So before we dive into the specifics, I do want to highlight and remind investors just how much our company has achieved in such a short amount of time and, in particular, our ability to showcase the operating leverage of the model. We're not just profitable, but growing that profit faster than the top line. And during the first quarter, we specifically made a conscious effort to focus on gross margins versus top line growth.

Non-GAAP gross profit improved sequentially from 49% to 50% compared to a reported margin of 45% in the first quarter of last year. Being able to increase our margins in this current inflationary environment is something we are proud of. Combined with strong operating expense management, it's driven EBITDA margin expansion to 28%, which is an all-time high for us.

For our On-Device business, the driver of these results were driven by more devices, more products and more media relationships. In particular, we added over 67 million devices in the June quarter, which compares to 63 million devices in the June quarter last year. This growth was predominantly internationally as U.S. device sales were marginally down year-over-year.

I was pleased with our continued improvement in revenue per device, or RPD. In the United States, our RPD of over $5 per device was an all-time high for us and up approximately 20% year-over-year. Given the direct response or performance nature of our On-Device platform, seeing that double-digit growth is encouraging.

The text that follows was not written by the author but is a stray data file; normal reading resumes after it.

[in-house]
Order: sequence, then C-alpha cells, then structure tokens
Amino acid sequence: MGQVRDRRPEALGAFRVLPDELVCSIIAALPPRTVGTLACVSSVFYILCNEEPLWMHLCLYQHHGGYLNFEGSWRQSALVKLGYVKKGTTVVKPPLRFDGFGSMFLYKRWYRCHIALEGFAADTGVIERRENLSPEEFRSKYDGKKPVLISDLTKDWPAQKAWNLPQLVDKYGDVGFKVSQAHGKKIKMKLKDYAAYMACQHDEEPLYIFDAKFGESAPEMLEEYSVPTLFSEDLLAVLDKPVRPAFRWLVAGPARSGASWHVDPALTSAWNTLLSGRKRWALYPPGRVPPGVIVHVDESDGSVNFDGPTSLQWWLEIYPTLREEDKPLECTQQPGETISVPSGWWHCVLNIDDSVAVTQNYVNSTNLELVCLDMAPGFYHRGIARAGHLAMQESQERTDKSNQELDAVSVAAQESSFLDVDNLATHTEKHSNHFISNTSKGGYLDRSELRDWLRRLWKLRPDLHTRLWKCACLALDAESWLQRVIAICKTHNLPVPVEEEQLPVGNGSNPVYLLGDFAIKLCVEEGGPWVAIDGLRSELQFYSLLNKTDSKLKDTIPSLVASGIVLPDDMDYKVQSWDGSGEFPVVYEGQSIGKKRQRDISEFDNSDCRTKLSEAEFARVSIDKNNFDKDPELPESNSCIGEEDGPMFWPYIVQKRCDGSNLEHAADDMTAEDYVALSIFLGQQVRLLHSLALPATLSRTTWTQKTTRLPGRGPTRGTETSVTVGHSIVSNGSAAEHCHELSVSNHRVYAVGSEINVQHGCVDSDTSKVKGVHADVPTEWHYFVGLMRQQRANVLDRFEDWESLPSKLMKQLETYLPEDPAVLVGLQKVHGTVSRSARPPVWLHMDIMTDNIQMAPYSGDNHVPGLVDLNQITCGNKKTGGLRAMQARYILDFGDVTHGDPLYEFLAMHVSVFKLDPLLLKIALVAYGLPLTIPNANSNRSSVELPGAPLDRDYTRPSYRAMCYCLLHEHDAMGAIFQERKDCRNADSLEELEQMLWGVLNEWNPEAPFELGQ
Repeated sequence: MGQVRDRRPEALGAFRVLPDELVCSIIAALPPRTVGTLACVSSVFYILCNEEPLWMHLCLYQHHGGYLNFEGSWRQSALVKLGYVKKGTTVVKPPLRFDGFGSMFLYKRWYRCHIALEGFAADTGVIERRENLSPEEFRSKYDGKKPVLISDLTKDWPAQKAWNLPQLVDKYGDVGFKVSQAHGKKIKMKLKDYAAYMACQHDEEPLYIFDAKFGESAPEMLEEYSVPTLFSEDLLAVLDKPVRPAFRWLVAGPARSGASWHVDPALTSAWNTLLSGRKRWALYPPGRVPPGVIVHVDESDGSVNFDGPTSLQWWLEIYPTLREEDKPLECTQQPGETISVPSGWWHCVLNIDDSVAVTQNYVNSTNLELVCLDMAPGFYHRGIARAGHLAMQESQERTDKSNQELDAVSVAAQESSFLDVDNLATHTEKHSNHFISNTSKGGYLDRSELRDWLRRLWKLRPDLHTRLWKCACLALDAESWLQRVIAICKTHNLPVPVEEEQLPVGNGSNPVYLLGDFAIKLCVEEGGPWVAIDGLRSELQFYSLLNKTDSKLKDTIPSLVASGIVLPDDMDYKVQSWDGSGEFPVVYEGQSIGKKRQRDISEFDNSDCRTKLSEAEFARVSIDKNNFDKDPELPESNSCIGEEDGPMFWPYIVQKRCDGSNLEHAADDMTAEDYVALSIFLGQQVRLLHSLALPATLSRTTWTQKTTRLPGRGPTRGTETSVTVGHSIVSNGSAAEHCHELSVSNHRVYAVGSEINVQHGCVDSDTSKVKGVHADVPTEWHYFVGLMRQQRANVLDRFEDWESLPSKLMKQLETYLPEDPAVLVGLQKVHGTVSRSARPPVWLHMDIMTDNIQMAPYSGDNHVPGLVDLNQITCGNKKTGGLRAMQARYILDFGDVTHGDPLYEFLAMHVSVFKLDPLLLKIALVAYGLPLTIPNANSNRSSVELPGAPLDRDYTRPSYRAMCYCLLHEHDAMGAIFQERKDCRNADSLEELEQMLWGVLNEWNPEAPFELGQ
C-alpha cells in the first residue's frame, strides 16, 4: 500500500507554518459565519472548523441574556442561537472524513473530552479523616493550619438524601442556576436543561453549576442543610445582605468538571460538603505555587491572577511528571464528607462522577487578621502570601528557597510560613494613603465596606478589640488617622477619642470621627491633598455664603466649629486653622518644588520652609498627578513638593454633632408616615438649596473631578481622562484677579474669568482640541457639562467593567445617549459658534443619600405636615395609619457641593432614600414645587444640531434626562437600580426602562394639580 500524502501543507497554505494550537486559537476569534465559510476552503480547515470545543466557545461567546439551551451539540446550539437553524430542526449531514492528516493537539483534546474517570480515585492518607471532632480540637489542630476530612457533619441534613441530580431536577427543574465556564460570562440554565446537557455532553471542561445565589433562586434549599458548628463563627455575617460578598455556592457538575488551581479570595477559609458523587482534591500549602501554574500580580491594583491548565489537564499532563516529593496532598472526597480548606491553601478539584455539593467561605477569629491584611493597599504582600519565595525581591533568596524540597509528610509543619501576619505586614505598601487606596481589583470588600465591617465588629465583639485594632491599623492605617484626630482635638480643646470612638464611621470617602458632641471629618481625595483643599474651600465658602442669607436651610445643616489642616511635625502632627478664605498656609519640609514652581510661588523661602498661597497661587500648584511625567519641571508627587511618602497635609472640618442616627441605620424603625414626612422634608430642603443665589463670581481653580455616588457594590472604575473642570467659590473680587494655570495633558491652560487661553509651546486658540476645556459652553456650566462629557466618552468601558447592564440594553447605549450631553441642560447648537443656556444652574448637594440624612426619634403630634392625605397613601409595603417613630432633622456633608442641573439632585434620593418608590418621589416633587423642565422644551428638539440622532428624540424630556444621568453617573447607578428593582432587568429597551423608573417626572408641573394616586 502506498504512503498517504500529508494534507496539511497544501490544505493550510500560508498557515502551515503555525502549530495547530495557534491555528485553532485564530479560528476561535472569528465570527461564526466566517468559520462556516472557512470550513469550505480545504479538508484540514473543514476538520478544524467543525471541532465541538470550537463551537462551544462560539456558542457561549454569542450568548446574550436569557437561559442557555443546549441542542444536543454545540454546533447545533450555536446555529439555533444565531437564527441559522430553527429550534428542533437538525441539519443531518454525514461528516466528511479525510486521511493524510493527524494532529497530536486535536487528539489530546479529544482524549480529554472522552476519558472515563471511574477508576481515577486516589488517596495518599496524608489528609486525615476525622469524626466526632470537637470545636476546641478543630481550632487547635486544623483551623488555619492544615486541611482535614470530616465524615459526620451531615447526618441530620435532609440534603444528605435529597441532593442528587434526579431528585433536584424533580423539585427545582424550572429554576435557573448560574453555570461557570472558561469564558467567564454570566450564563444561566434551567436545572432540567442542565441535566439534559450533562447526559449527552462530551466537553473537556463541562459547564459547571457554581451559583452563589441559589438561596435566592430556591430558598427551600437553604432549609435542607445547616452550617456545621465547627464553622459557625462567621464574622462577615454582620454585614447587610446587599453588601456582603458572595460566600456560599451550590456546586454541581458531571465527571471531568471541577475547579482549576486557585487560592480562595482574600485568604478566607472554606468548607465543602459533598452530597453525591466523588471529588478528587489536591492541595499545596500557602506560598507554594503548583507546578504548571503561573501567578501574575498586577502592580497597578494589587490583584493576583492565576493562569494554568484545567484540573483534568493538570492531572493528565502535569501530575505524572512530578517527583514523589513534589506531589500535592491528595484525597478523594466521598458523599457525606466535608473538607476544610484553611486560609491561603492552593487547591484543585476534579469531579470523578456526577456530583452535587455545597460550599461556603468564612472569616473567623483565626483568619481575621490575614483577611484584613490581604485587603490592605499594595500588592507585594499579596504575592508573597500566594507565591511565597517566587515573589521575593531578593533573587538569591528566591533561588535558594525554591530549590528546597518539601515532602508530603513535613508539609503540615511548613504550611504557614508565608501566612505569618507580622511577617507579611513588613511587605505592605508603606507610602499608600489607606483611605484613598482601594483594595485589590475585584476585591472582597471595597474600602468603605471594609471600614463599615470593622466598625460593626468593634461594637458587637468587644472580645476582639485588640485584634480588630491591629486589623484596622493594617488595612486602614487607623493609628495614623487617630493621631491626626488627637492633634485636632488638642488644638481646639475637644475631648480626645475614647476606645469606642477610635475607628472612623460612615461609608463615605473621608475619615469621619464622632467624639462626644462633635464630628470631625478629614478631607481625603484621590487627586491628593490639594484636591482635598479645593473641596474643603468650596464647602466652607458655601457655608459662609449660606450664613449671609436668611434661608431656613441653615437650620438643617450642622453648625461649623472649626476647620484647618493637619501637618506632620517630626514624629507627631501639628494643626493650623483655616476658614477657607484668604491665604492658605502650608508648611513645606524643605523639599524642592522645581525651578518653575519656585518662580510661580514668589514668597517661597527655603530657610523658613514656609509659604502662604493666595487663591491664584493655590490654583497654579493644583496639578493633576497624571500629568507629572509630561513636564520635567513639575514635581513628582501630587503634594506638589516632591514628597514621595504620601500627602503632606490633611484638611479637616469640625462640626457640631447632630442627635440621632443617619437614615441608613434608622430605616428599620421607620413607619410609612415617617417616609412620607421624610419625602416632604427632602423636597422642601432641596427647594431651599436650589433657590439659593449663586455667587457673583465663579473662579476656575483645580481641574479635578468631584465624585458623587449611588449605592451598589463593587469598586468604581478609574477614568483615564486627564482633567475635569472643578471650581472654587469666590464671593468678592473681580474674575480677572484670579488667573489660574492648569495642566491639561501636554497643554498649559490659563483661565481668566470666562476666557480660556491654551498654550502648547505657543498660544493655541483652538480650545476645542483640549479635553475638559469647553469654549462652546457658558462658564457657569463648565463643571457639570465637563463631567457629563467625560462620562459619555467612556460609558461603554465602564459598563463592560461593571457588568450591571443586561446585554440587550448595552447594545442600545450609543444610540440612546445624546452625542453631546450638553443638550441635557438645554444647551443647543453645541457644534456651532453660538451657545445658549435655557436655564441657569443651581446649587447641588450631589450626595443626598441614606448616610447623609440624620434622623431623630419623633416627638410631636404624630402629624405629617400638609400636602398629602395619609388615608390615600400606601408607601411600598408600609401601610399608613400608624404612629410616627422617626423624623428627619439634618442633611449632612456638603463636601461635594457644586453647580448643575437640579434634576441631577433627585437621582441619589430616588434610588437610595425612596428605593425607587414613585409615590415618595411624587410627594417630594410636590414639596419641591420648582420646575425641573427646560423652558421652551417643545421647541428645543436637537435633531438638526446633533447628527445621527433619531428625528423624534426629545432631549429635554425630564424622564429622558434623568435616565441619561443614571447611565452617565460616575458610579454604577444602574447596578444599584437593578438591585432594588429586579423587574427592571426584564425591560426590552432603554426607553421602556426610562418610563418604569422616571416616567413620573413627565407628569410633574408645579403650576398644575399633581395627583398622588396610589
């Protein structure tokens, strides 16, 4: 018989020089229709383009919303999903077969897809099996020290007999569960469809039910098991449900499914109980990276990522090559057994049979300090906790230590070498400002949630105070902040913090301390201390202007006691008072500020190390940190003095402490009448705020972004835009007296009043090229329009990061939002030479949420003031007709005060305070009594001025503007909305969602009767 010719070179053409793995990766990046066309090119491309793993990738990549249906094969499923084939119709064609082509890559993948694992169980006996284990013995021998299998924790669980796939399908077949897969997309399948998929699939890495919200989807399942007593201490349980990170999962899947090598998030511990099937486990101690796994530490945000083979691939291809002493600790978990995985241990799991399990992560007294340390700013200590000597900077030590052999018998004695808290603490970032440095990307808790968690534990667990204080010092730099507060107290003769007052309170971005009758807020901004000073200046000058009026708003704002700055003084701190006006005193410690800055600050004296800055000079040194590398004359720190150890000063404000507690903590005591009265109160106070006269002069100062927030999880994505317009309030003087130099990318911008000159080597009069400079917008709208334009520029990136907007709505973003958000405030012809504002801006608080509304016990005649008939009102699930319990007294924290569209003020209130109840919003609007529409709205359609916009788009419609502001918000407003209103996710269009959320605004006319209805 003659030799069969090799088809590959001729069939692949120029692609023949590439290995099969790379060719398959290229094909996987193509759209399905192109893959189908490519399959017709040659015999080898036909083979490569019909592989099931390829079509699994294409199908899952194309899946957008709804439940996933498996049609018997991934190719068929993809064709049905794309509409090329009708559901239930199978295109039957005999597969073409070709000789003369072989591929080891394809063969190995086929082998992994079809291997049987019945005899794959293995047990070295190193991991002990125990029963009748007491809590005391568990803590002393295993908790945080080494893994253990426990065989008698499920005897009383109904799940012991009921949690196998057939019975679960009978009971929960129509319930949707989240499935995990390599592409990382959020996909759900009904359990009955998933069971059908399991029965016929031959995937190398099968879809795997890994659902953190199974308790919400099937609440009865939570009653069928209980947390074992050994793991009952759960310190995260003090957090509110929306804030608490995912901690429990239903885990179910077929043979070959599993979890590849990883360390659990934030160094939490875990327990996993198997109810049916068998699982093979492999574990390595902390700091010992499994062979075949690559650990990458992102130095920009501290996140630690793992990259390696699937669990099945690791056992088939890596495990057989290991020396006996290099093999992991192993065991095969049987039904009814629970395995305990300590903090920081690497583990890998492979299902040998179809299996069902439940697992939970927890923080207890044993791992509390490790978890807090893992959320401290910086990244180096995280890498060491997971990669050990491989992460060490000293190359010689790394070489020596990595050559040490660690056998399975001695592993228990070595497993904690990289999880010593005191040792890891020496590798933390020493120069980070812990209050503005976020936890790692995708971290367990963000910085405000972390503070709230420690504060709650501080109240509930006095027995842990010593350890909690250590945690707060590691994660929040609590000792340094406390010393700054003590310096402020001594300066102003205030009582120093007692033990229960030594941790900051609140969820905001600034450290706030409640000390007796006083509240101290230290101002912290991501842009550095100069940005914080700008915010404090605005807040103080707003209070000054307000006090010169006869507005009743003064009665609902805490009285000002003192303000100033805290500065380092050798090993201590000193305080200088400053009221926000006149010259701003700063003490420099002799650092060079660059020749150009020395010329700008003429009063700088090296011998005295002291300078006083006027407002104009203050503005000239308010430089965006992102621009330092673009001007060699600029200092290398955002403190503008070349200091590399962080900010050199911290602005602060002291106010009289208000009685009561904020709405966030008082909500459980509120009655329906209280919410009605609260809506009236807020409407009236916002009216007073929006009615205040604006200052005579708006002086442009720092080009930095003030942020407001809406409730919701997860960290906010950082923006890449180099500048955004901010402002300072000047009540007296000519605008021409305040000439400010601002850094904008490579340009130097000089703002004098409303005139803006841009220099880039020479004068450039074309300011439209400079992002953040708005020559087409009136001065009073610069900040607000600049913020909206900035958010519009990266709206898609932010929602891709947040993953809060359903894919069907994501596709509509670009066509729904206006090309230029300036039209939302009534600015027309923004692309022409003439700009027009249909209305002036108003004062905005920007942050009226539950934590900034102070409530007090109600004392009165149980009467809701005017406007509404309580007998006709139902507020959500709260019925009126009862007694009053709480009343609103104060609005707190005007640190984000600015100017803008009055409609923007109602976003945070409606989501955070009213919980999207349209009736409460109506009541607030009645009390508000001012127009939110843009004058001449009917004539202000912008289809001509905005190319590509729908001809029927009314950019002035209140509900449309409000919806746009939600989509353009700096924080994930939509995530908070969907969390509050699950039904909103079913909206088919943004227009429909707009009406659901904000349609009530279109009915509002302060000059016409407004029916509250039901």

We also made progress on our SingleTap licensing product. As we stated on the last earnings call, the plan is to begin seeing revenue in the current quarter and ramp the product in our third quarter. We are on track against this plan and anticipate having more than 5 partners live by the end of the September quarter and north of 10 by the December quarter.

The product market fit is very strong. And similar to the early days of our business, where we launched one mobile operator or OEM and then ramped another and added another and so on, it layered on nice sequential growth as we expanded both the depth and breadth of carriers and OEMs. I expect a similar trend to emerge with our SingleTap licensing business. And ultimately, we expect this part of the SingleTap business to exceed our current direct approach for SingleTap.

On the app growth platform, or our AGP business, our year-over-year revenue growth was 13%. The slowing in macro digital ad spend is being offset with a higher volume of impressions as we continue to add additional supply into the market.

From a regional perspective, we continue to maintain a diversified global footprint. In the current quarter, we saw impressions grow year-over-year across all of our major regions, with APAC showing particular strength.